Today we use Visly to build and style a lot of the components within Visly itself. Before we could do this, though, we relied heavily on styled-components. As a result, we made sure that the components we build in Visly work within that system, since otherwise it would be hard for us to incrementally move over to Visly components. We spent a lot of time ensuring Visly components work with your existing CSS as well as any CSS-in-JS library you may use using, whether it's styled-components, glamor, or emotion.

It's not only styling libraries that work well with Visly components: you can use them wherever you'd use any other React component. This means Visly works with any React library, whether you want to wrap Visly components in higher-order components or pass them as render props. How did we do this? Well it's actually pretty easy: all we have to do is make sure your Visly components get a style and className prop which is correctly applied in the generated code.

Hot reload just like code

Let's be honest, hot-reload is so important that I would not want to build an app without it and I would not use a tool if it stopped me from using hot-reload. It's such a huge productivity gain that we knew we could not release Visly if it broke the hot-reload workflow in any way. So we made sure that every change in Visly hot-reloads your app just as quickly as a code change would.

The great thing about designing Visly to automatically take advantage of the existing ecosystem is that we can access new exciting features without needing to do anything. We don't even need you to update your app. As soon as fast-refresh and other improvements to hot-reloading land in tools such as Next.js and create-react-app, we instantly benefit from them as well.

Works with source control

We could have made Visly an online service with a web app and its own versioning system which you would need to somehow integrate into your existing workflow. This is what most apps do these days. We wanted to give you a better experience. Something where you could start using it right away without needing to figure out how to collaborate with co-workers, where to store API keys or any of that.

Visly works with your file system and the version control system you are already using. Because it works with git, it also works with GitHub, Bitbucket, and most other tools. While there are a ton of interesting problems to solve to make this experience seamless (and that would probably make for a great article on its own), one that I think is important to mention is merge conflicts. Historically, merging changes in files auto-created by tools has always been a huge pain, and we felt this acutely early on using Visly. Our way of fixing this was to build a merge tool into Visly that deals with this for you: you just run visly resolve (or @vislybot resolve with our GitHub integration) and the headache's solved.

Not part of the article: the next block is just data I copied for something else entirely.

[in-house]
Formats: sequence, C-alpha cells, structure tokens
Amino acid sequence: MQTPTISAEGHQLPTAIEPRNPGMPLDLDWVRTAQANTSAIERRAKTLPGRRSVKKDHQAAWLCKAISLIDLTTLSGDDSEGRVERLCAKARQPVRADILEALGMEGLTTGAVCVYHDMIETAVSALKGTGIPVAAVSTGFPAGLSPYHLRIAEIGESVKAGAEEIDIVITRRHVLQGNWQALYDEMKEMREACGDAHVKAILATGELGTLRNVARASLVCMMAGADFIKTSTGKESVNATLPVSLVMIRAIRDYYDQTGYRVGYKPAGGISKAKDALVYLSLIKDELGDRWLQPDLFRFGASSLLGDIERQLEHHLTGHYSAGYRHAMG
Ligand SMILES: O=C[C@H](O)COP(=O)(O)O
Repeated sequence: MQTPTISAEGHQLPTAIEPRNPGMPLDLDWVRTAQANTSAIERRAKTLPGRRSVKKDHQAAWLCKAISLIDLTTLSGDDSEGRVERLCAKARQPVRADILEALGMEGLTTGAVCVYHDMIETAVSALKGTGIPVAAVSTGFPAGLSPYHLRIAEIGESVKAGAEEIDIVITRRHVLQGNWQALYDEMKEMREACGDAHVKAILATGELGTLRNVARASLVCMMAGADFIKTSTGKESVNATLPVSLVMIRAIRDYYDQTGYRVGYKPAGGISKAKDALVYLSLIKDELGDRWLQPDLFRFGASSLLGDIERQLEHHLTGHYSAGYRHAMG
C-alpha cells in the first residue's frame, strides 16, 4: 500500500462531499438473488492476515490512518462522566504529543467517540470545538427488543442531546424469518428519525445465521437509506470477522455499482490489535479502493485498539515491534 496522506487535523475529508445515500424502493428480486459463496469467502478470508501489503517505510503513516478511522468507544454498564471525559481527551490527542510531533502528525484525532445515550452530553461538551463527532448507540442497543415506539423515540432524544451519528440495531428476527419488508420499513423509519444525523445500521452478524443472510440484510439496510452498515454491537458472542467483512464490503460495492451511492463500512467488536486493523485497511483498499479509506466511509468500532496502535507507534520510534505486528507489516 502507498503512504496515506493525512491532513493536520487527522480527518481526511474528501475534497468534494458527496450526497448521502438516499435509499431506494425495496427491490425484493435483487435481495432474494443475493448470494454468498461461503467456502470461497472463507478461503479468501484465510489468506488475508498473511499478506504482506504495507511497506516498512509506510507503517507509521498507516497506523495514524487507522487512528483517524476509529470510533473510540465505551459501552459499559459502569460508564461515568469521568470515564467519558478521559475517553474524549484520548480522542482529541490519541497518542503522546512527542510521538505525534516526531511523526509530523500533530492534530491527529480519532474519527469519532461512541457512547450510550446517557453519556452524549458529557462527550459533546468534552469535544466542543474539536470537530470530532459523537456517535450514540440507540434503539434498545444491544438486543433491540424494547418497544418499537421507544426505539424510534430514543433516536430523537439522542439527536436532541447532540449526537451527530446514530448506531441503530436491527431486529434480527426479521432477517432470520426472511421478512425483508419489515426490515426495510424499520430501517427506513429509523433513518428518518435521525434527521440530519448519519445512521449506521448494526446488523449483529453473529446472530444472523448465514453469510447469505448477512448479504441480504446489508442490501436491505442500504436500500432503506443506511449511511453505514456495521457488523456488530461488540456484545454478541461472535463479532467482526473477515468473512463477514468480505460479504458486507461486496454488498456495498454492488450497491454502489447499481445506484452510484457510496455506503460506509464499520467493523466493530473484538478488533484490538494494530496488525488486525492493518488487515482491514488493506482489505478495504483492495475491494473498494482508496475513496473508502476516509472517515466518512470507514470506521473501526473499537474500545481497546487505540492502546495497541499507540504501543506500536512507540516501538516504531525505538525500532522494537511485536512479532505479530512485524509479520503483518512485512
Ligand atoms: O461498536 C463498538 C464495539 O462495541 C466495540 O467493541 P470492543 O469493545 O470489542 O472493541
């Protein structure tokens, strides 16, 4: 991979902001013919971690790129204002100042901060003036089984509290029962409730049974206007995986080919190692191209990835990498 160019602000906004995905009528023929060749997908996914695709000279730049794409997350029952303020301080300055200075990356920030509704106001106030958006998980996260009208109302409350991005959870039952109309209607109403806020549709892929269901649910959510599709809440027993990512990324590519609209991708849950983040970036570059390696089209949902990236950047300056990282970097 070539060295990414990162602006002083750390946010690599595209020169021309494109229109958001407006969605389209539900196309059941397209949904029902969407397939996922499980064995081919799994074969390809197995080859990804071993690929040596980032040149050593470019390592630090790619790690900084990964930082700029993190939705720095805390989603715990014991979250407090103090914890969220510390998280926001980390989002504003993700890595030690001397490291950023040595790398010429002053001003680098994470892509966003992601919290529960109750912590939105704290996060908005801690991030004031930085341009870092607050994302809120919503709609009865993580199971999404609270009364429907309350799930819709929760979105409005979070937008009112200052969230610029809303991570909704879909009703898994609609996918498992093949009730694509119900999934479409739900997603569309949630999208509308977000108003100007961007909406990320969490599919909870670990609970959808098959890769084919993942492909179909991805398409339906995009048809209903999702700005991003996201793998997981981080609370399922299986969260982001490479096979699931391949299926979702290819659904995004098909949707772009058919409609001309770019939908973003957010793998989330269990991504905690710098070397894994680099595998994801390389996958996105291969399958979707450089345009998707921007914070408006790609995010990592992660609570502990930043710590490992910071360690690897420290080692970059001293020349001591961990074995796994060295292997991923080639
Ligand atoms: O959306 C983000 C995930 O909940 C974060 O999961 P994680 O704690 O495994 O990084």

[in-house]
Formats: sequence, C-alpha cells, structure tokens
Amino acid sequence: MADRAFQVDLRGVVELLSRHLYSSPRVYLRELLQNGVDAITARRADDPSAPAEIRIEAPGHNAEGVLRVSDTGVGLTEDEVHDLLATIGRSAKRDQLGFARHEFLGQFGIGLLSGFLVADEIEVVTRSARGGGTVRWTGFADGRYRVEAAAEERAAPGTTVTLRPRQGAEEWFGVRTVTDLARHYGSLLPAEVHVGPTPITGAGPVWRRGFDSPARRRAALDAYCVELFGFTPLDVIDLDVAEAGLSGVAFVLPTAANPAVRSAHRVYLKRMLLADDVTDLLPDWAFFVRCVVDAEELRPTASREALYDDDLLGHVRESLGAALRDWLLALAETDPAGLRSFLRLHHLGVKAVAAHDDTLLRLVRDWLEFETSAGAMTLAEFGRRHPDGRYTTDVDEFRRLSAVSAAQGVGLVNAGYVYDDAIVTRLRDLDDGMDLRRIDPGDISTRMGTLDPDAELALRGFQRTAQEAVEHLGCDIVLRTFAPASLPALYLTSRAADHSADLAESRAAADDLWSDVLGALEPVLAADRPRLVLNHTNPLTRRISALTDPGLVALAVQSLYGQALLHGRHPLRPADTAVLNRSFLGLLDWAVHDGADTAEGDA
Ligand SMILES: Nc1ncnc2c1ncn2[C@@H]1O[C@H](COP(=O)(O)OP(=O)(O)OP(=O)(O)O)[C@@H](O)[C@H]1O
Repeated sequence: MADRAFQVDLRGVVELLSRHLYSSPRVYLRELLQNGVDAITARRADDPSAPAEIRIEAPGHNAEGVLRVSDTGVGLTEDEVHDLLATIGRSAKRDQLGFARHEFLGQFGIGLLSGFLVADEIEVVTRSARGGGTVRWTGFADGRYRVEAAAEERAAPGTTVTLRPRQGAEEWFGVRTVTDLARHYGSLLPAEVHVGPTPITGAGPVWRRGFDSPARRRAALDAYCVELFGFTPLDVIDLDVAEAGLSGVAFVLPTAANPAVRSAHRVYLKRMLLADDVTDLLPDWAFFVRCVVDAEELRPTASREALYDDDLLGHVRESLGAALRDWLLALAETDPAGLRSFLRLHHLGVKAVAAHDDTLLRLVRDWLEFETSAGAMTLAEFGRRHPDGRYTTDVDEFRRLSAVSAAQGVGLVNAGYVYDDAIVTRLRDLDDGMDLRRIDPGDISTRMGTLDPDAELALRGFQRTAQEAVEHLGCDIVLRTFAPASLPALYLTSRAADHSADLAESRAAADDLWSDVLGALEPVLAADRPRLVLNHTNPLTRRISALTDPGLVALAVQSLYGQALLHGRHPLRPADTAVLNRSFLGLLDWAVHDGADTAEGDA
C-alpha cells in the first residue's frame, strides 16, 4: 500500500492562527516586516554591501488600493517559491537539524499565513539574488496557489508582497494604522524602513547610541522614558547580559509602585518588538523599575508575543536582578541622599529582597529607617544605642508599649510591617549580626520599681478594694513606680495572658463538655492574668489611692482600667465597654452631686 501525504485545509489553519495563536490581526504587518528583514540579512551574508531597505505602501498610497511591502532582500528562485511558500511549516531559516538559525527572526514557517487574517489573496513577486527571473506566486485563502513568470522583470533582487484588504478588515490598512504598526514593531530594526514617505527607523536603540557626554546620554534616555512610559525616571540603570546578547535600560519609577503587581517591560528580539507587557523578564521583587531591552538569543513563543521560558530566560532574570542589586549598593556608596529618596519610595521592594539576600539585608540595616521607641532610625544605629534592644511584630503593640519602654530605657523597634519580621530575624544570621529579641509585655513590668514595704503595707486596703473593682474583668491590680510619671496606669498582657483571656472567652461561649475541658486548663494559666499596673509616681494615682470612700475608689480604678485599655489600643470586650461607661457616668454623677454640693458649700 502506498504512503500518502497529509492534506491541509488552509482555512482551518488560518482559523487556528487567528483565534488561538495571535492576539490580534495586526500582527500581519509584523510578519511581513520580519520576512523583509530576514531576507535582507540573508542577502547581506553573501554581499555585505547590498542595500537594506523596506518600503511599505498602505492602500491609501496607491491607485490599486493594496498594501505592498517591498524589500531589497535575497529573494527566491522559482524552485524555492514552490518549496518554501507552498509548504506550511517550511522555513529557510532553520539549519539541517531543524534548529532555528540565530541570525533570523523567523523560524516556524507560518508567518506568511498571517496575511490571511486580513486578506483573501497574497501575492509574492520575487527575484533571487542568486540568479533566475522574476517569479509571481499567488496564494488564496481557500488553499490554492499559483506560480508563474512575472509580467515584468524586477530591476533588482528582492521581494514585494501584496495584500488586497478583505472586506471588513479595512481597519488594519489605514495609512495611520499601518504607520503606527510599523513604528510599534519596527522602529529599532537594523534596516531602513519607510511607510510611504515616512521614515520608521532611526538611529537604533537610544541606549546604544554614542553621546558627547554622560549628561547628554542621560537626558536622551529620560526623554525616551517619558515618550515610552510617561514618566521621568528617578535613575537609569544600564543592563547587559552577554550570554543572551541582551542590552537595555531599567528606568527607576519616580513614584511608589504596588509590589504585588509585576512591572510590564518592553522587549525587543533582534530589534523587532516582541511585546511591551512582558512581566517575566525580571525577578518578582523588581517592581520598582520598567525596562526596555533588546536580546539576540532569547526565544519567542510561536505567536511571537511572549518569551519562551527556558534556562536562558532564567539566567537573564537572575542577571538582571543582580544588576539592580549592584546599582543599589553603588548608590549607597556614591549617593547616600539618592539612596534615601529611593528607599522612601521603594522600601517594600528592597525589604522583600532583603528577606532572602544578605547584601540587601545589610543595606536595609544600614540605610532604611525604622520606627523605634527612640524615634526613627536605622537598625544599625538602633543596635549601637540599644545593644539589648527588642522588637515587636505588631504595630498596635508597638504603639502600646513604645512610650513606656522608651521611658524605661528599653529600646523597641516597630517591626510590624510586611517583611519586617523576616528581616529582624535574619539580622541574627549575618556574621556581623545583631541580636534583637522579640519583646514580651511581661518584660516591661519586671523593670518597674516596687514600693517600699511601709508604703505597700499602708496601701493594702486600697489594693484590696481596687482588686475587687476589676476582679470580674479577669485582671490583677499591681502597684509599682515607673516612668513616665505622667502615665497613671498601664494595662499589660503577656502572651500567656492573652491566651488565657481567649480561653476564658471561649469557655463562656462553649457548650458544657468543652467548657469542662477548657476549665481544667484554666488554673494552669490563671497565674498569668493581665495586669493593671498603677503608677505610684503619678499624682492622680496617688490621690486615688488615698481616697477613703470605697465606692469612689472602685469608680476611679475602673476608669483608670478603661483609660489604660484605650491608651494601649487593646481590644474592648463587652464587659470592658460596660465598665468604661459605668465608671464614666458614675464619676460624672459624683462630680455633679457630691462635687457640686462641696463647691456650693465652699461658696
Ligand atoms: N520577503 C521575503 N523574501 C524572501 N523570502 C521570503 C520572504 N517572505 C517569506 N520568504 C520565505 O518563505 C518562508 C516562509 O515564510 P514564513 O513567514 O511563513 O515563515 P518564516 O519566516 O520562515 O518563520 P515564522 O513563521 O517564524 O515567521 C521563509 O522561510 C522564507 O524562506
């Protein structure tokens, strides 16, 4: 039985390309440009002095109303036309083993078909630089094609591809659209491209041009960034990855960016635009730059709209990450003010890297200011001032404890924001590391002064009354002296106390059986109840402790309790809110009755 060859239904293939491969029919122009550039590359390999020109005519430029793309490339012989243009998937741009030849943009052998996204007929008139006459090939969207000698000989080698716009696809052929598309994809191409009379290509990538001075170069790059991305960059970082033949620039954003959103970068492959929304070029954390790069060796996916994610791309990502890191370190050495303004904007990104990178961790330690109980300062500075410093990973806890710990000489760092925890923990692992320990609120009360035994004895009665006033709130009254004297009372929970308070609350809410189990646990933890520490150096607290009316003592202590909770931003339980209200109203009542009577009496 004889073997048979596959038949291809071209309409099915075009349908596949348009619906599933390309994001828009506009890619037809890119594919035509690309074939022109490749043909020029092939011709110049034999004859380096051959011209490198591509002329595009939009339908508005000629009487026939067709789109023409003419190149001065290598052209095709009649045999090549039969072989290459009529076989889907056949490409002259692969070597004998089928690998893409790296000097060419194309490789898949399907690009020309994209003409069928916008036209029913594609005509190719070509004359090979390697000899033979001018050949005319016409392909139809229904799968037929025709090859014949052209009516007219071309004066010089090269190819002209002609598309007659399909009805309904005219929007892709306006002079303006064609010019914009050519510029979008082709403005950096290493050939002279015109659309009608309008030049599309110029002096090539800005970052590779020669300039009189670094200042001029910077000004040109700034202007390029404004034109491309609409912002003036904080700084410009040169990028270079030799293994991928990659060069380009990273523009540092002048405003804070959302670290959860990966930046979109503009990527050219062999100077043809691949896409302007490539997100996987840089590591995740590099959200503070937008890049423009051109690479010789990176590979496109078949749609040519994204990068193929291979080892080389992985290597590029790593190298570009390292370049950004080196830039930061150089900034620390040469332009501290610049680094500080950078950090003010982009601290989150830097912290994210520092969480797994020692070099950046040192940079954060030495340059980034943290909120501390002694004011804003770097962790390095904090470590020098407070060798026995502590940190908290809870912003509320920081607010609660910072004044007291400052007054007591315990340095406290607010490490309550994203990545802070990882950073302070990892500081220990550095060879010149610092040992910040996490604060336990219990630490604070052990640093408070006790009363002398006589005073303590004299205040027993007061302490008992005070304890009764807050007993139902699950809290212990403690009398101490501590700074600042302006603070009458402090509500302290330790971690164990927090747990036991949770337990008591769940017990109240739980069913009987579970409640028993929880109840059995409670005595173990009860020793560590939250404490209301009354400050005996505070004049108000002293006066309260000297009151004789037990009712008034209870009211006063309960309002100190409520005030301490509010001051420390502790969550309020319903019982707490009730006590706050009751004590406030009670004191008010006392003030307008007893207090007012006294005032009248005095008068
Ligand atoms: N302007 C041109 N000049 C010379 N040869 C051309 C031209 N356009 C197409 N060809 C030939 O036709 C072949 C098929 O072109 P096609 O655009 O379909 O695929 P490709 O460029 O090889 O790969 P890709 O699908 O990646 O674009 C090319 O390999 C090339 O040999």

In conclusion

All decisions are a matter of weighing trade offs. One trade off I don't think is valued highly enough is compatibility with existing systems. It can feel great, and be a lot easier, to make a clean break from any existing processes. But this can greatly increase the barrier for people to use a library, tool, or framework - a huge downside. At Visly, we have chosen to emphasize and value compatibility. For us this means sacrificing realtime / live collaboration as well as a browser-accessible UI, as both these features, while very valuable, are not compatible with the current workflows for software development. (We do have plans to bring both these features back into the product in various ways, albeit with some limitations. Stay tuned for the future ūüéČ)

If you have any questions about Visly or comments on the article, please reach out over email or Twitter. If you want to give Visly a try, please request access here.